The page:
the commissioner must apply to the data submitted for calendar 
        years 1994 and 1995.  The commissioner may allow changes to 
        accepted adjustment methodologies for data submitted for 
        calendar years 1996 and 1997.  Changes to the adjustment 
        methodology must be received by September 1, 1996, and must be 
        approved by the commissioner. 
           Subd. 4.  [MONITORING OF RESERVES.] (a) The commissioner 
        commissioners of health and commerce shall monitor health 
        carrier plan company reserves and net worth as established under 
        chapters 60A, 62C, 62D, 62H, and 64B, with respect to the health 
        plan companies that each commissioner respectively regulates to 
        ensure that savings resulting from the establishment of 
        expenditure limits are passed on to consumers in the form of 
        lower premium rates.  
           (b) Health carriers plan companies shall fully reflect in 
        the premium rates the savings generated by the expenditure 
        limits and the health care provider revenue limits.  No premium 
        rate increase, currently reviewed by the departments of health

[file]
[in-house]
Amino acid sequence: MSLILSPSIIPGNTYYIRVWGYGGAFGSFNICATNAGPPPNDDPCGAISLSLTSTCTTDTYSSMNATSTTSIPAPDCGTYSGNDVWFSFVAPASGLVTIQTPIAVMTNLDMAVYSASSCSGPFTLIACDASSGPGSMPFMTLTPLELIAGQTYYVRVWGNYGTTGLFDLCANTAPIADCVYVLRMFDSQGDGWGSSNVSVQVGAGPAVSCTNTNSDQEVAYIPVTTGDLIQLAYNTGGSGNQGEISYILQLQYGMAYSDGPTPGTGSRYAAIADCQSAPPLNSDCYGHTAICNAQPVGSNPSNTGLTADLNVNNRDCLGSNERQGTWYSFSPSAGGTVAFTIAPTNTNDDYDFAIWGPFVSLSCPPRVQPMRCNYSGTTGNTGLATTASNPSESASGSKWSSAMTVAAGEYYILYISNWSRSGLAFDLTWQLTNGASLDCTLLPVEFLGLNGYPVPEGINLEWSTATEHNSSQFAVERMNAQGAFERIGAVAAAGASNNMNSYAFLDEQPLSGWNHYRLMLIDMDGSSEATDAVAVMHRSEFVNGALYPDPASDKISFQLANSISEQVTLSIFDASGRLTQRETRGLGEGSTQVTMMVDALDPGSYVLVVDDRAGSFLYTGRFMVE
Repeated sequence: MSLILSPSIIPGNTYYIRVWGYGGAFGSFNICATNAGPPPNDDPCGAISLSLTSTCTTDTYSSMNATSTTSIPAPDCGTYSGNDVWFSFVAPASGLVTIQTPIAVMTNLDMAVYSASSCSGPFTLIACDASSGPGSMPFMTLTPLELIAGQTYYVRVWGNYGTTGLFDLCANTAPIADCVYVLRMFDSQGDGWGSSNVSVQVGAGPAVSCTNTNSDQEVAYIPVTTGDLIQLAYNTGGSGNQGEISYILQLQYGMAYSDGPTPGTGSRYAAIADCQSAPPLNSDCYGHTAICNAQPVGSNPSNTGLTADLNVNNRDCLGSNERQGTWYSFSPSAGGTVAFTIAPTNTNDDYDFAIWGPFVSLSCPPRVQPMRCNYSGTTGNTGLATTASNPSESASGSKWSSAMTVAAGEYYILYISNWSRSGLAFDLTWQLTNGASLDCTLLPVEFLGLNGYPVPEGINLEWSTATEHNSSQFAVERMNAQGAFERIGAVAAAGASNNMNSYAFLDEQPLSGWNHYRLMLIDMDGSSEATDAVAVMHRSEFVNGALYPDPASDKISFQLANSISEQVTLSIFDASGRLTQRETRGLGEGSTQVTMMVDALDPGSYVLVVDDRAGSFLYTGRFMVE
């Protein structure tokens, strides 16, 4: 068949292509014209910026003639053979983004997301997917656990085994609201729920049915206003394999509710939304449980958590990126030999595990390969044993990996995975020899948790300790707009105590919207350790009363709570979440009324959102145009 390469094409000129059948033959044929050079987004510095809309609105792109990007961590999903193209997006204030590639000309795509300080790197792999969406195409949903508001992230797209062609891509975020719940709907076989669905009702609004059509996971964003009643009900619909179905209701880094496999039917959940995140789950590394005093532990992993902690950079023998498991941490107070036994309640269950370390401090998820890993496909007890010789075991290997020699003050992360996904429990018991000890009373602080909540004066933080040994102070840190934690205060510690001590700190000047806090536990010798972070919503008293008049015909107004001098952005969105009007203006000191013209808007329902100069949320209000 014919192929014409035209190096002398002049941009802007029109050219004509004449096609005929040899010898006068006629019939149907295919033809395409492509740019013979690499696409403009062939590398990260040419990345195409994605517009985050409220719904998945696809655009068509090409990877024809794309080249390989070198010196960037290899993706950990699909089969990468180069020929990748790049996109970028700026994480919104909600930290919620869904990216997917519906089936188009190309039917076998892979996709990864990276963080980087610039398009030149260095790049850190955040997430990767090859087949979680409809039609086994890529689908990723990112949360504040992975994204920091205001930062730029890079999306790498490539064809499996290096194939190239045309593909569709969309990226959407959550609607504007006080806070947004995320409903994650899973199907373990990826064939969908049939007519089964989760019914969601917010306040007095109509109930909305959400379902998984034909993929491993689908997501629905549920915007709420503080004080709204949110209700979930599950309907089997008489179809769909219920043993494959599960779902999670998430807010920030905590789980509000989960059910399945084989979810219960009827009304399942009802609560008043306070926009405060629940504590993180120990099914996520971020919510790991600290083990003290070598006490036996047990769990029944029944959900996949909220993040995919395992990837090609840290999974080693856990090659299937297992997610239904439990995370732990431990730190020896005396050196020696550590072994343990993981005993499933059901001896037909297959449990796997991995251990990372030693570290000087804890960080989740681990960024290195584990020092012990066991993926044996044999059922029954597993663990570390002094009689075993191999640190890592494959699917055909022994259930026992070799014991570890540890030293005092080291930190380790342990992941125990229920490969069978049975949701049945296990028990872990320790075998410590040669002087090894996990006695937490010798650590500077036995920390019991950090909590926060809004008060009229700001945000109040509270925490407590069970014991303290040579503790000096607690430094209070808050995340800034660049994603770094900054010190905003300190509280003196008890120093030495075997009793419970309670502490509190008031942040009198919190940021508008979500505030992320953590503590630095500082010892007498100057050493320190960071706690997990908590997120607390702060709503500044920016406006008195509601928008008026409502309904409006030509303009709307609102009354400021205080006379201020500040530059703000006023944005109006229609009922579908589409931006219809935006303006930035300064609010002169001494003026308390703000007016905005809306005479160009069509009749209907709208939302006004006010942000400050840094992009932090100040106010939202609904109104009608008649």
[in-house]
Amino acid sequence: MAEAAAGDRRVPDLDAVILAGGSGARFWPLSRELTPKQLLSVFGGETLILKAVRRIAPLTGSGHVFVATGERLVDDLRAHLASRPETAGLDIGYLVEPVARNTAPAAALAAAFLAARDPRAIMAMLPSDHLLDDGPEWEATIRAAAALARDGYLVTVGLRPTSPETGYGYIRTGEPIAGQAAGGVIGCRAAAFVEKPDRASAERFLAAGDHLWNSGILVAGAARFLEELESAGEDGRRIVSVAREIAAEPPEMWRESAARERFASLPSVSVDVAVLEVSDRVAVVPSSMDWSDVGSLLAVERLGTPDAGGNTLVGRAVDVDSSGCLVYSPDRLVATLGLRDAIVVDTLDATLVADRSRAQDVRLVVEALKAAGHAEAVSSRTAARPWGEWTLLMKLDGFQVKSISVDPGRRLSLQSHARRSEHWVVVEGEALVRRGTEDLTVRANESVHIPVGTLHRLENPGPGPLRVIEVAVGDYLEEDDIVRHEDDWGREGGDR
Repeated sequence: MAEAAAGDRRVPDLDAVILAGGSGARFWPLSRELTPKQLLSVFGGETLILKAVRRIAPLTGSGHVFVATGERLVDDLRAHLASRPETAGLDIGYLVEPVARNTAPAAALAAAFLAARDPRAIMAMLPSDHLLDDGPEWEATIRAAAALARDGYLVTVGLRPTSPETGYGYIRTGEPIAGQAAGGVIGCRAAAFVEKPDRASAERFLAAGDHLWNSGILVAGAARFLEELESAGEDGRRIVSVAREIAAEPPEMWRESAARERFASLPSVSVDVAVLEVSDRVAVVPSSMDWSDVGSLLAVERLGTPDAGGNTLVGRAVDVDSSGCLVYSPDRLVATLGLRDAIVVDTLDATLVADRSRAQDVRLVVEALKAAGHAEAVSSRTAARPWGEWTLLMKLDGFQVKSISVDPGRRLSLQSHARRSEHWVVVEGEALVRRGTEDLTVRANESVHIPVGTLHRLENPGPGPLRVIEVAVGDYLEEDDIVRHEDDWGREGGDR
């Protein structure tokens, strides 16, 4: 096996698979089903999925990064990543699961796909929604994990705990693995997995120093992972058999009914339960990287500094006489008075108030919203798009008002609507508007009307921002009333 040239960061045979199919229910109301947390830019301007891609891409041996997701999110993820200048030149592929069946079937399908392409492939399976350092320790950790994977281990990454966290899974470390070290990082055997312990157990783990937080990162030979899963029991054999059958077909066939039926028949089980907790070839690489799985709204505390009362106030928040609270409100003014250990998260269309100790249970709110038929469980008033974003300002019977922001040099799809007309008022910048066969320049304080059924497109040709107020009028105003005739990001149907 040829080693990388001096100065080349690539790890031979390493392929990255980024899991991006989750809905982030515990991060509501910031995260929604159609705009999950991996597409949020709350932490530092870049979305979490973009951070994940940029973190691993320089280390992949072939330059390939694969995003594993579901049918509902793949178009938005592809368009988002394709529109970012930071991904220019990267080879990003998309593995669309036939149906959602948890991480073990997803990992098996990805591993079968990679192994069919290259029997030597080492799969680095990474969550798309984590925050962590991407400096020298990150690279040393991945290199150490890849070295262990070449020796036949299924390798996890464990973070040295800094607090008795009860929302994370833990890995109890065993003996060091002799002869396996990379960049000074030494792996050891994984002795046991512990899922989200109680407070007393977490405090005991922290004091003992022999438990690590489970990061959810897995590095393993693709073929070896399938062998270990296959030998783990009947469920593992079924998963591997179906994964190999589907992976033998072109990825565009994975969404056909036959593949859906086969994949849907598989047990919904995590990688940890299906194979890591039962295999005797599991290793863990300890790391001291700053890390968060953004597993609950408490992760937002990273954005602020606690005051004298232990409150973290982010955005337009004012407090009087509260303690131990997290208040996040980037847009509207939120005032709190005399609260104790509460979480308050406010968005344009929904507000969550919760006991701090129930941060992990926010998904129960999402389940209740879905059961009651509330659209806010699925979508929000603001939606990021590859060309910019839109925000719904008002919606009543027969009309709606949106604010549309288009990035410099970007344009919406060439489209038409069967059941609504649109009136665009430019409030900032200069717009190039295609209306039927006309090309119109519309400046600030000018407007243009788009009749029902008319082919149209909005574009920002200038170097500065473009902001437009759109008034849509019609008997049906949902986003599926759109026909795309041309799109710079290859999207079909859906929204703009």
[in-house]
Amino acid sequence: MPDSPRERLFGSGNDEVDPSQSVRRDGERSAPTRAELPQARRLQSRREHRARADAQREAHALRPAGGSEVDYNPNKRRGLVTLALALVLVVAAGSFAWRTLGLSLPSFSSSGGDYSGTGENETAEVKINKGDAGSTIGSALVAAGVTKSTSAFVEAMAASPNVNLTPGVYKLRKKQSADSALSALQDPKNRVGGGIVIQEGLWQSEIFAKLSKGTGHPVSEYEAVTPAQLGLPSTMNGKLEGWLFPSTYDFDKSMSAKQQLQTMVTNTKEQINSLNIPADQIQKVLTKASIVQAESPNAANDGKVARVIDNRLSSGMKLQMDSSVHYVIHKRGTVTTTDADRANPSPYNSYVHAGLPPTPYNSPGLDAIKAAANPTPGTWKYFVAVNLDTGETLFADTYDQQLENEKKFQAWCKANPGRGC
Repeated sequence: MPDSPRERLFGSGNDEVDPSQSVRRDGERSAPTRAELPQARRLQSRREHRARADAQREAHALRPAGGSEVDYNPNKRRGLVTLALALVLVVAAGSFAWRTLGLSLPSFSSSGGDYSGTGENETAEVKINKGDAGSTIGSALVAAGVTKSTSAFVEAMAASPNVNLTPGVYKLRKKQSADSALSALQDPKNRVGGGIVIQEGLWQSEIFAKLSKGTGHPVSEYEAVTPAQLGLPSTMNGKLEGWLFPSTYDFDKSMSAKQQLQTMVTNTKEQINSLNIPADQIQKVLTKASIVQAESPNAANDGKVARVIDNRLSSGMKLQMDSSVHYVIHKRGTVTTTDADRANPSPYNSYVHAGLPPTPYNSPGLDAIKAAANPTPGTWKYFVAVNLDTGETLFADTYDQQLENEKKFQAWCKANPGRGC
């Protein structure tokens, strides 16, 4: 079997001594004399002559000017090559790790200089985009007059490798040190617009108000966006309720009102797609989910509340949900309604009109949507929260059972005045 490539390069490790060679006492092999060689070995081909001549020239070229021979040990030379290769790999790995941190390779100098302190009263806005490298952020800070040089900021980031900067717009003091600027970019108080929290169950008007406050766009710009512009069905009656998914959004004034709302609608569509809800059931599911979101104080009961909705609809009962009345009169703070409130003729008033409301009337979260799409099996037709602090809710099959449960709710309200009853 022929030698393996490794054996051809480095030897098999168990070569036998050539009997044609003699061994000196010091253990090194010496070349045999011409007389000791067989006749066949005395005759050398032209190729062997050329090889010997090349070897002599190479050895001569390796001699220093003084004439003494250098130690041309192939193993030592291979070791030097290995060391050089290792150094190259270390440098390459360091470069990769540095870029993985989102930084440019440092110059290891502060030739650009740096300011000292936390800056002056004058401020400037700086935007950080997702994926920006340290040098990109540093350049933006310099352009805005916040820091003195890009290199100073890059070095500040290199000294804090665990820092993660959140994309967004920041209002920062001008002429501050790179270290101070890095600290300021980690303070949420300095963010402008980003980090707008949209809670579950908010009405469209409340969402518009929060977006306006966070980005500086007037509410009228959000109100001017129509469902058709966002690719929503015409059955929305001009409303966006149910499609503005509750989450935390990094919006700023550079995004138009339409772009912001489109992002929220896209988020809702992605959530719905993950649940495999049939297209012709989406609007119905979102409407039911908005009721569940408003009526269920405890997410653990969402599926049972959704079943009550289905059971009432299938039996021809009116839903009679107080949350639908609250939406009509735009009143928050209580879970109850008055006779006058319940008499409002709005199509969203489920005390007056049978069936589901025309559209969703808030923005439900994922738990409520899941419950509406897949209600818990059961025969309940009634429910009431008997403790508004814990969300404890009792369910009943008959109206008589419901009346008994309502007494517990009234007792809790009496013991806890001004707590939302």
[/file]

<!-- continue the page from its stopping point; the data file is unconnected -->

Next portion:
or commerce, may be approved for those health carriers plan 
        companies unless the health carrier plan company establishes to 
        the satisfaction of the commissioner of commerce or the 
        commissioner of health, as appropriate, that the proposed new 
        rate would comply with this paragraph. 
           (c) Health plan companies, except those licensed under 
        chapter 60A to sell accident and sickness insurance under 
        chapter 62A, shall annually before the end of the fourth fiscal 
        quarter provide to the commissioner of health or commerce, as 
        applicable, a projection of the level of reserves the company 
        expects to attain during each quarter of the following fiscal 
        year.  These health plan companies shall submit with required 
        quarterly financial statements a calculation of the actual 
        reserve level attained by the company at the end of each quarter